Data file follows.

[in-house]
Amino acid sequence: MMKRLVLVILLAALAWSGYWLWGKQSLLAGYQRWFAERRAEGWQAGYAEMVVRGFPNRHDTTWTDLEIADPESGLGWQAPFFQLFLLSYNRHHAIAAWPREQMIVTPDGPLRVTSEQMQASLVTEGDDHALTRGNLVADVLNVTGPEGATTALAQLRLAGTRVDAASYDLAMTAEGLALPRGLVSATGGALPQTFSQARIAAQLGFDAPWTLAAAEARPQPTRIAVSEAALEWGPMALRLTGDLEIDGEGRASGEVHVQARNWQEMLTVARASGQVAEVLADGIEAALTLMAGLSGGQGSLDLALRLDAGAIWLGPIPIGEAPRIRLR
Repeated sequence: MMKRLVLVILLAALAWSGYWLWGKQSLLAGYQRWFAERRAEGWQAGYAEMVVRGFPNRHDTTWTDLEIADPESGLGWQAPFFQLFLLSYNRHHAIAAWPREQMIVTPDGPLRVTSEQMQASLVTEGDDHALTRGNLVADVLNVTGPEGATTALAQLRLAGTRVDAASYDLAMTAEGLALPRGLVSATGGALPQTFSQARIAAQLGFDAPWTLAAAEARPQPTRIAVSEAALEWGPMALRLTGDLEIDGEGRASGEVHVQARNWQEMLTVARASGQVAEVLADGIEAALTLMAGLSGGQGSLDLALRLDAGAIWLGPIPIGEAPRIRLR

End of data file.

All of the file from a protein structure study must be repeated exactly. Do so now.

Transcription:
[in-house]
Amino acid sequence: MMKRLVLVILLAALAWSGYWLWGKQSLLAGYQRWFAERRAEGWQAGYAEMVVRGFPNRHDTTWTDLEIADPESGLGWQAPFFQLFLLSYNRHHAIAAWPREQMIVTPDGPLRVTSEQMQASLVTEGDDHALTRGNLVADVLNVTGPEGATTALAQLRLAGTRVDAASYDLAMTAEGLALPRGLVSATGGALPQTFSQARIAAQLGFDAPWTLAAAEARPQPTRIAVSEAALEWGPMALRLTGDLEIDGEGRASGEVHVQARNWQEMLTVARASGQVAEVLADGIEAALTLMAGLSGGQGSLDLALRLDAGAIWLGPIPIGEAPRIRLR
Repeated sequence: MMKRLVLVILLAALAWSGYWLWGKQSLLAGYQRWFAERRAEGWQAGYAEMVVRGFPNRHDTTWTDLEIADPESGLGWQAPFFQLFLLSYNRHHAIAAWPREQMIVTPDGPLRVTSEQMQASLVTEGDDHALTRGNLVADVLNVTGPEGATTALAQLRLAGTRVDAASYDLAMTAEGLALPRGLVSATGGALPQTFSQARIAAQLGFDAPWTLAAAEARPQPTRIAVSEAALEWGPMALRLTGDLEIDGEGRASGEVHVQARNWQEMLTVARASGQVAEVLADGIEAALTLMAGLSGGQGSLDLALRLDAGAIWLGPIPIGEAPRIRLR